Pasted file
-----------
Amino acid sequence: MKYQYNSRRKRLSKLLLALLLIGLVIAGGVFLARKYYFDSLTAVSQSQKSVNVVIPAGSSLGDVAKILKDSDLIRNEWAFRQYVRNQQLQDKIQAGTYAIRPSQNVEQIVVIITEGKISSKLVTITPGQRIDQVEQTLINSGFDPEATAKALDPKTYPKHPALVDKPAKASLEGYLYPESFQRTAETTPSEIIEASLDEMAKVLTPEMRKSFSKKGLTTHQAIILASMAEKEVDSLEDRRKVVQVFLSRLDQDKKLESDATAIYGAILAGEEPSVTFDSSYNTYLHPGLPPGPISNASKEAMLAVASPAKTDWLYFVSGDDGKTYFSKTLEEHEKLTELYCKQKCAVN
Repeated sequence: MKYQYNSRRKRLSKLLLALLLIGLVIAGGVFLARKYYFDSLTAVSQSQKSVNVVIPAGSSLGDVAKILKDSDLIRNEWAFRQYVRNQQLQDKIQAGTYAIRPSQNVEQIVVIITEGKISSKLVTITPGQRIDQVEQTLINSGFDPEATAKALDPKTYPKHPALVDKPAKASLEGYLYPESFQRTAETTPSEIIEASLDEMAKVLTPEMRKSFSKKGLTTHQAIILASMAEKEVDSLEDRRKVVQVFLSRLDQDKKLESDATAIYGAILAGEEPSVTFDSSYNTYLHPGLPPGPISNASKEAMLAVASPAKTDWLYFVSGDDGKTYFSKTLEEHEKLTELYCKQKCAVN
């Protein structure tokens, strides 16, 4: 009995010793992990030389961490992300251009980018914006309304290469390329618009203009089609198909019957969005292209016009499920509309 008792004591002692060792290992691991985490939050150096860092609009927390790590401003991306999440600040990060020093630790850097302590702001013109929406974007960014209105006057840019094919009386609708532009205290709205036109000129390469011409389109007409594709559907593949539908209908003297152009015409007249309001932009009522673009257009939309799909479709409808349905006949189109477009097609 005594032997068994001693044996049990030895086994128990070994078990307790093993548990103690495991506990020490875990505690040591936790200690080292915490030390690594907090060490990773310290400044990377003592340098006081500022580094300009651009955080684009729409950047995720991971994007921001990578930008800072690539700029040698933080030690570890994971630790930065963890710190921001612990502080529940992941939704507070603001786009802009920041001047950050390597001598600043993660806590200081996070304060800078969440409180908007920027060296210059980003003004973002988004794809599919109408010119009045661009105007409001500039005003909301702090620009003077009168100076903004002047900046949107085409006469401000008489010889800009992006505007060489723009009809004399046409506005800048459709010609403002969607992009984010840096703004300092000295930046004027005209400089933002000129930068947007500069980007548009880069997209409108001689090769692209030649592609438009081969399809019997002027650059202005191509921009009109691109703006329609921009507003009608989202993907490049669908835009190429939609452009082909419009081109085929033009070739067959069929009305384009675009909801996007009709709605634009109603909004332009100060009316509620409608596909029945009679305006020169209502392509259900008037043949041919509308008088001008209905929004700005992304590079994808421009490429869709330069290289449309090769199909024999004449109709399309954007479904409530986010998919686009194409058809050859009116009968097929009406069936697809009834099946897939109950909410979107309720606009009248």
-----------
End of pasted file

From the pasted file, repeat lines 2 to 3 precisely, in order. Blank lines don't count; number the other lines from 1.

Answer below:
Repeated sequence: MKYQYNSRRKRLSKLLLALLLIGLVIAGGVFLARKYYFDSLTAVSQSQKSVNVVIPAGSSLGDVAKILKDSDLIRNEWAFRQYVRNQQLQDKIQAGTYAIRPSQNVEQIVVIITEGKISSKLVTITPGQRIDQVEQTLINSGFDPEATAKALDPKTYPKHPALVDKPAKASLEGYLYPESFQRTAETTPSEIIEASLDEMAKVLTPEMRKSFSKKGLTTHQAIILASMAEKEVDSLEDRRKVVQVFLSRLDQDKKLESDATAIYGAILAGEEPSVTFDSSYNTYLHPGLPPGPISNASKEAMLAVASPAKTDWLYFVSGDDGKTYFSKTLEEHEKLTELYCKQKCAVN
């Protein structure tokens, strides 16, 4: 009995010793992990030389961490992300251009980018914006309304290469390329618009203009089609198909019957969005292209016009499920509309 008792004591002692060792290992691991985490939050150096860092609009927390790590401003991306999440600040990060020093630790850097302590702001013109929406974007960014209105006057840019094919009386609708532009205290709205036109000129390469011409389109007409594709559907593949539908209908003297152009015409007249309001932009009522673009257009939309799909479709409808349905006949189109477009097609 005594032997068994001693044996049990030895086994128990070994078990307790093993548990103690495991506990020490875990505690040591936790200690080292915490030390690594907090060490990773310290400044990377003592340098006081500022580094300009651009955080684009729409950047995720991971994007921001990578930008800072690539700029040698933080030690570890994971630790930065963890710190921001612990502080529940992941939704507070603001786009802009920041001047950050390597001598600043993660806590200081996070304060800078969440409180908007920027060296210059980003003004973002988004794809599919109408010119009045661009105007409001500039005003909301702090620009003077009168100076903004002047900046949107085409006469401000008489010889800009992006505007060489723009009809004399046409506005800048459709010609403002969607992009984010840096703004300092000295930046004027005209400089933002000129930068947007500069980007548009880069997209409108001689090769692209030649592609438009081969399809019997002027650059202005191509921009009109691109703006329609921009507003009608989202993907490049669908835009190429939609452009082909419009081109085929033009070739067959069929009305384009675009909801996007009709709605634009109603909004332009100060009316509620409608596909029945009679305006020169209502392509259900008037043949041919509308008088001008209905929004700005992304590079994808421009490429869709330069290289449309090769199909024999004449109709399309954007479904409530986010998919686009194409058809050859009116009968097929009406069936697809009834099946897939109950909410979107309720606009009248």